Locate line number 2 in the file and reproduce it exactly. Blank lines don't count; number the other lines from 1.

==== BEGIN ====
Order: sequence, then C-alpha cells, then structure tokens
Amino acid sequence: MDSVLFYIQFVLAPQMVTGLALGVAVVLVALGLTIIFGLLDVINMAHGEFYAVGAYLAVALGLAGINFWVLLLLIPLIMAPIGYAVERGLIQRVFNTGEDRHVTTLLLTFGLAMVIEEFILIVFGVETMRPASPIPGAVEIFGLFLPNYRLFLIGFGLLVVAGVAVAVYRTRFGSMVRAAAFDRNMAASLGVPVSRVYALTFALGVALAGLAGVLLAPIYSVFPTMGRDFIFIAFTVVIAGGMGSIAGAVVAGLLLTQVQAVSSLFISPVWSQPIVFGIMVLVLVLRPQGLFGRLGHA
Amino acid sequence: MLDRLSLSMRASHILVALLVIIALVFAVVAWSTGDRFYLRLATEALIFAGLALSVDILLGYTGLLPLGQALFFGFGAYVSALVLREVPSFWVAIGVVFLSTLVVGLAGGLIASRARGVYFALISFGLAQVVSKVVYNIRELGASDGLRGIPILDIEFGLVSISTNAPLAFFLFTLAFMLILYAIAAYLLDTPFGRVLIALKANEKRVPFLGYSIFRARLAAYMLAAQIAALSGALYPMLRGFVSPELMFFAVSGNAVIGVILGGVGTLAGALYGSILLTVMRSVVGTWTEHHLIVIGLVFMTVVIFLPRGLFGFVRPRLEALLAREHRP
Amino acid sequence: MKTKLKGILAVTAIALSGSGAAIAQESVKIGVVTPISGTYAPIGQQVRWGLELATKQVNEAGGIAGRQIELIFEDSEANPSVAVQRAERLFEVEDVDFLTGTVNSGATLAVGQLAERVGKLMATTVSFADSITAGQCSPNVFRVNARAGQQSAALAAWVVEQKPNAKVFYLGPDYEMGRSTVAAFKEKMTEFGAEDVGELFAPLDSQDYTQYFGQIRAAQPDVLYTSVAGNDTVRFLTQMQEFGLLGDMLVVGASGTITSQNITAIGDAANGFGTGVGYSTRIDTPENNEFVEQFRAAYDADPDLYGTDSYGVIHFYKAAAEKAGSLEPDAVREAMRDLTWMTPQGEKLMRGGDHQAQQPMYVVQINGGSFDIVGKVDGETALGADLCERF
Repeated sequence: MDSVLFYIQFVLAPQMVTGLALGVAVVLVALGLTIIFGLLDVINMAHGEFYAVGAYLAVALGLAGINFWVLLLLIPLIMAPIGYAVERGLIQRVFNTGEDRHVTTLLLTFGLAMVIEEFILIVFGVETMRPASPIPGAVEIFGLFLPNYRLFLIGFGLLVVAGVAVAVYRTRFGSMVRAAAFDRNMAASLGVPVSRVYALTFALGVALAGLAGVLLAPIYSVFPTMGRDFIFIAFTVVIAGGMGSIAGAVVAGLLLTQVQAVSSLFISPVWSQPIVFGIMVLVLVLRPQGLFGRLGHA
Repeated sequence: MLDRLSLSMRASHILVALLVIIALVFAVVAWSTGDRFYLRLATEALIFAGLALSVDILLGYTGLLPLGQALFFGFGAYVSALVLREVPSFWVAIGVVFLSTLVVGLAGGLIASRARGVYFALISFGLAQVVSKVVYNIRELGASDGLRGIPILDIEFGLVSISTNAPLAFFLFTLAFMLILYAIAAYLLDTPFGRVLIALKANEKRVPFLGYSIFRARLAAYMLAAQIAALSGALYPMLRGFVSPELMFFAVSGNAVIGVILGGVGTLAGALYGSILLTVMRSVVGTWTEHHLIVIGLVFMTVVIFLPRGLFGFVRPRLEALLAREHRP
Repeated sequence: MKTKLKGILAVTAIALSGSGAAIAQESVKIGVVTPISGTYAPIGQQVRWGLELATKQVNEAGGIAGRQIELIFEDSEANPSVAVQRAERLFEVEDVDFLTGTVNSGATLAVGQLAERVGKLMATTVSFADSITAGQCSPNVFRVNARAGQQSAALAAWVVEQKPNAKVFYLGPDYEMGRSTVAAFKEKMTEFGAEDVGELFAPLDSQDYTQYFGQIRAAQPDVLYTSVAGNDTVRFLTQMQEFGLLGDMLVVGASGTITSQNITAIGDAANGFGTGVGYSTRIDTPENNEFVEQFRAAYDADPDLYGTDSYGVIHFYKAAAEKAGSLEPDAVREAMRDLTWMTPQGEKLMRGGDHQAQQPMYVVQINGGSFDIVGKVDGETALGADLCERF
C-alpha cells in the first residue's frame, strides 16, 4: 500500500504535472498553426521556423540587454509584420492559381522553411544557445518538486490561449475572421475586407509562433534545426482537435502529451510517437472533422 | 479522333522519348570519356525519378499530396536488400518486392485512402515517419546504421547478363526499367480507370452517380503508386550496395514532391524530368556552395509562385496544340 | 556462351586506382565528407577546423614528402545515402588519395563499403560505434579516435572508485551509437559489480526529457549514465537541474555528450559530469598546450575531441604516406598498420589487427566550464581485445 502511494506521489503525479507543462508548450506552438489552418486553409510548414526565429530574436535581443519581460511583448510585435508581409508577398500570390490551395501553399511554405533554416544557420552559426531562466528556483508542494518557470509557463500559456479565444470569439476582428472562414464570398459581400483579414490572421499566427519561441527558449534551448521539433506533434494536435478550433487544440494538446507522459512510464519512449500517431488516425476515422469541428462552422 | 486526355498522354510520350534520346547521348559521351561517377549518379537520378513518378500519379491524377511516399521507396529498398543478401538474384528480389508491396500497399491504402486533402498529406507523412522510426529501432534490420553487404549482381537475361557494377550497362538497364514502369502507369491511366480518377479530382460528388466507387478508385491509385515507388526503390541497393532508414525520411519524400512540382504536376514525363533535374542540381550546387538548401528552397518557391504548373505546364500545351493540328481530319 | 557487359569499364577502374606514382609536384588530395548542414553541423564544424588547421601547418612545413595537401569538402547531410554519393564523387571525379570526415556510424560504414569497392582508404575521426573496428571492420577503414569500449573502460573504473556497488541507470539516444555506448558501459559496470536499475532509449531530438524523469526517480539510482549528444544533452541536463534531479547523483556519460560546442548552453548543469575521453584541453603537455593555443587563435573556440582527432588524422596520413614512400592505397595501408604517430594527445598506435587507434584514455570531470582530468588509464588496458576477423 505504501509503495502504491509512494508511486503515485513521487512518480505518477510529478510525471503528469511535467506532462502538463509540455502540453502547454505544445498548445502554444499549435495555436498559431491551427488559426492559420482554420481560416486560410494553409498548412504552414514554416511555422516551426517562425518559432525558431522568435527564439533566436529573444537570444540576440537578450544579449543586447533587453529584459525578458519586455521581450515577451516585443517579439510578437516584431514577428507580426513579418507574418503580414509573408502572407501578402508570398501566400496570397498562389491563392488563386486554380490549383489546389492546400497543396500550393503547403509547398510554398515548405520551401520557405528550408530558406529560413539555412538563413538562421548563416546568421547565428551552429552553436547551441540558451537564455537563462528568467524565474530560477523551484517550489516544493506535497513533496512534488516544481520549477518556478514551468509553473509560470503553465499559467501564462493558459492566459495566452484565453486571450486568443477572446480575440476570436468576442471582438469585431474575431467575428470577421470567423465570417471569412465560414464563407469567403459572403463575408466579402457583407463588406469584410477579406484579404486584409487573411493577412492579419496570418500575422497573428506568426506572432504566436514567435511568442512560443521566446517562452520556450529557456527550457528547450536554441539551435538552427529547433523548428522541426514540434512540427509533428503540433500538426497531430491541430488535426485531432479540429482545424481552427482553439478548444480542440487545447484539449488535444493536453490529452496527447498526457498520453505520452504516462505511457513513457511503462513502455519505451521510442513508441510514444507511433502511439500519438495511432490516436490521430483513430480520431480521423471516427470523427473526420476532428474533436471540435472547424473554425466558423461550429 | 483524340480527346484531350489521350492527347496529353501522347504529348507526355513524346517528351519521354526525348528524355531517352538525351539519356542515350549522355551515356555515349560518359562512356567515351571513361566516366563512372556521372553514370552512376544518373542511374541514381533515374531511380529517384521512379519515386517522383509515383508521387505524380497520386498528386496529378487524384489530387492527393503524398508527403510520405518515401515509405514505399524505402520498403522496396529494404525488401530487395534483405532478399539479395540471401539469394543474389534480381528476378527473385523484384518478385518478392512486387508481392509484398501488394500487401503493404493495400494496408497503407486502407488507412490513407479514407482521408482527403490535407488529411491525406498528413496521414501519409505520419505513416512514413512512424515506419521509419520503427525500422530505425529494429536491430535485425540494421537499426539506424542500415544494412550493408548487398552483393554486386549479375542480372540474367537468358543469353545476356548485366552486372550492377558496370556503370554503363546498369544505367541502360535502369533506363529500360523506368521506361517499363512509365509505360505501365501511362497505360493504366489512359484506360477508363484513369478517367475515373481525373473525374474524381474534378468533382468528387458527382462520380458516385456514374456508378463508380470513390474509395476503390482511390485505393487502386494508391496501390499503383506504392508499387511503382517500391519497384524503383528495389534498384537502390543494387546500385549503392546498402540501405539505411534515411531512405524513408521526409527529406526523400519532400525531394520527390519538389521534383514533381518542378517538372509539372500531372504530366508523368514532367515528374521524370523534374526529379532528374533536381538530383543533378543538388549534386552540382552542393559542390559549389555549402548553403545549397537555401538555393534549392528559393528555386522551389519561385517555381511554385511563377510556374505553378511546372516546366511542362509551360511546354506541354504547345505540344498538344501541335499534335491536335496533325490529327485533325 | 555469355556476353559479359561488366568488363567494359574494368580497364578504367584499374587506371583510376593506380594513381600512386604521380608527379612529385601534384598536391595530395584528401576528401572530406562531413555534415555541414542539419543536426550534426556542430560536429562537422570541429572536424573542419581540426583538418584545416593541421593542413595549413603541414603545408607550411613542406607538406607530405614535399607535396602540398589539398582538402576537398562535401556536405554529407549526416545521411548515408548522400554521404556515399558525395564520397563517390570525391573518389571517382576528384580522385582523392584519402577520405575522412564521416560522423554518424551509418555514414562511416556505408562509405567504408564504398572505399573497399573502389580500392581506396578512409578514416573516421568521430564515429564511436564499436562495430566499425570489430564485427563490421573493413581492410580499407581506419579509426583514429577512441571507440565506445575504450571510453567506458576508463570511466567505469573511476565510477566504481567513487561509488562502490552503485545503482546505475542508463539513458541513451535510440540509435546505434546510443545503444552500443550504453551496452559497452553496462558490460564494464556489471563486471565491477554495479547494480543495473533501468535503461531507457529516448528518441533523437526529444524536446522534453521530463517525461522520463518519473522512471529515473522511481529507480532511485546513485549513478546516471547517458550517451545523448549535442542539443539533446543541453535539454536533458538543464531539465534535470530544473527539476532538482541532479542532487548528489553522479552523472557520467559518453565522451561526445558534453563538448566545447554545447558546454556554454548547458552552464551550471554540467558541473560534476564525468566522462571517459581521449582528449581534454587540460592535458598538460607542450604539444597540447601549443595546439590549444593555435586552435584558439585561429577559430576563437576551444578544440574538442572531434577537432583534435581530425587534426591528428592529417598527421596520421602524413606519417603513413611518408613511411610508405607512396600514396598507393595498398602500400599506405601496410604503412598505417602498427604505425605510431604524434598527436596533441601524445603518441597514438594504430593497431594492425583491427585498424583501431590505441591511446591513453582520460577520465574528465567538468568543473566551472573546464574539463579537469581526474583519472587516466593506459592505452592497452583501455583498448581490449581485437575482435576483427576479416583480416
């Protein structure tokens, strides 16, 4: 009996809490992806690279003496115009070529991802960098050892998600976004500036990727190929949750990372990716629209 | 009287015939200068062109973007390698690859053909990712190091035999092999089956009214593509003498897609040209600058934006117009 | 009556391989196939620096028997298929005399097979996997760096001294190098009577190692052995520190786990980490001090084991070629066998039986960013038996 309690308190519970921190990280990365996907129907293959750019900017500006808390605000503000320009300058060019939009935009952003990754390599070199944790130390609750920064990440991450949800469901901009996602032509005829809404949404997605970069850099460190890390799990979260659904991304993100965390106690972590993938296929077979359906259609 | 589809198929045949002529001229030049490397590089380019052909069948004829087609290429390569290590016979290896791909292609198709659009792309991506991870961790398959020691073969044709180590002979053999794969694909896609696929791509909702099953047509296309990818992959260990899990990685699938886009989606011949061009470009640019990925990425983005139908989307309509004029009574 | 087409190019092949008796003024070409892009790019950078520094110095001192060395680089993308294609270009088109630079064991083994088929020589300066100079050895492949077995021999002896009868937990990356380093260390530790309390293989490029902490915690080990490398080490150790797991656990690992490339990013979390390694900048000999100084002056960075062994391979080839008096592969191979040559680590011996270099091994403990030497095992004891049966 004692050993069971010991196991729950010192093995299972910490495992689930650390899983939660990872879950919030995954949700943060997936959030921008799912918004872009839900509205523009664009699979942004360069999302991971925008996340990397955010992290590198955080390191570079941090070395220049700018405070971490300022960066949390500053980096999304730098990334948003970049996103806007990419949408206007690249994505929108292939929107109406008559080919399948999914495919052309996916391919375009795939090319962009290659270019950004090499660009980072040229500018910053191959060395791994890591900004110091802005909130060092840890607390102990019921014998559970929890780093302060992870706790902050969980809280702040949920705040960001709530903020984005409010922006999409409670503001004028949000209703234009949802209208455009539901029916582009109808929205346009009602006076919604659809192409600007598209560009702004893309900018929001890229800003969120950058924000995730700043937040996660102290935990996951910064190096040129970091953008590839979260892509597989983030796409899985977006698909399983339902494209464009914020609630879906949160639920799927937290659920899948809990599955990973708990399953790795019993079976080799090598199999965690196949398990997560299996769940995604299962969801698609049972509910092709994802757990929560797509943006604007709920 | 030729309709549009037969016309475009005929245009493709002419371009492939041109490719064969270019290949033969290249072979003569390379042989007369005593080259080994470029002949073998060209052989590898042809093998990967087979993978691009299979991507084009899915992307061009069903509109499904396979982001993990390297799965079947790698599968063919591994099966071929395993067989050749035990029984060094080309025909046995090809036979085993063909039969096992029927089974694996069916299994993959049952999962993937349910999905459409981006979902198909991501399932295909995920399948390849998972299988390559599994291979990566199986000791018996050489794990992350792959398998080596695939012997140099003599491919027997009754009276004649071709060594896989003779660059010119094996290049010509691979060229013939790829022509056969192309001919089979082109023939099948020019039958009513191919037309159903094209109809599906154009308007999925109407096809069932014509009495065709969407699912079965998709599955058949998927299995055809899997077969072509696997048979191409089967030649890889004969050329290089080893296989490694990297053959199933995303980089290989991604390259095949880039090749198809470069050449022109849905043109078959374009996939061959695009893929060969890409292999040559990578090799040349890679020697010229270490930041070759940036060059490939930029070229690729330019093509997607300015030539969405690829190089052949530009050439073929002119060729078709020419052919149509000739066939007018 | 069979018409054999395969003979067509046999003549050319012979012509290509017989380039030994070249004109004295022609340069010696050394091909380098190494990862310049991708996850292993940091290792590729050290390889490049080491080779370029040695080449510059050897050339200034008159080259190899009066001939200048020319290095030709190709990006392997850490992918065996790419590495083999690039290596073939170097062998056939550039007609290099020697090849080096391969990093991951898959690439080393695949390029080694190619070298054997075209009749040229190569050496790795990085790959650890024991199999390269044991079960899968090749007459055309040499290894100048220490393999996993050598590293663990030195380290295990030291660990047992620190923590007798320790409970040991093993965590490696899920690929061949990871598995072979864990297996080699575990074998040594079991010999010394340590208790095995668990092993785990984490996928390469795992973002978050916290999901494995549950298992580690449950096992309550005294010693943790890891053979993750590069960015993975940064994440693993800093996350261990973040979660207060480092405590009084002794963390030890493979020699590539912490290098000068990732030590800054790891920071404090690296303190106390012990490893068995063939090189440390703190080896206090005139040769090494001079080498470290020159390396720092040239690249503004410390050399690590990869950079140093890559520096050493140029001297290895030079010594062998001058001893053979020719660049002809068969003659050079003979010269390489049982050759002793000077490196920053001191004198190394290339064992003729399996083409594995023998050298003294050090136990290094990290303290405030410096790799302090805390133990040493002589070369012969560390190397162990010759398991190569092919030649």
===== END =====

Amino acid sequence: MDSVLFYIQFVLAPQMVTGLALGVAVVLVALGLTIIFGLLDVINMAHGEFYAVGAYLAVALGLAGINFWVLLLLIPLIMAPIGYAVERGLIQRVFNTGEDRHVTTLLLTFGLAMVIEEFILIVFGVETMRPASPIPGAVEIFGLFLPNYRLFLIGFGLLVVAGVAVAVYRTRFGSMVRAAAFDRNMAASLGVPVSRVYALTFALGVALAGLAGVLLAPIYSVFPTMGRDFIFIAFTVVIAGGMGSIAGAVVAGLLLTQVQAVSSLFISPVWSQPIVFGIMVLVLVLRPQGLFGRLGHA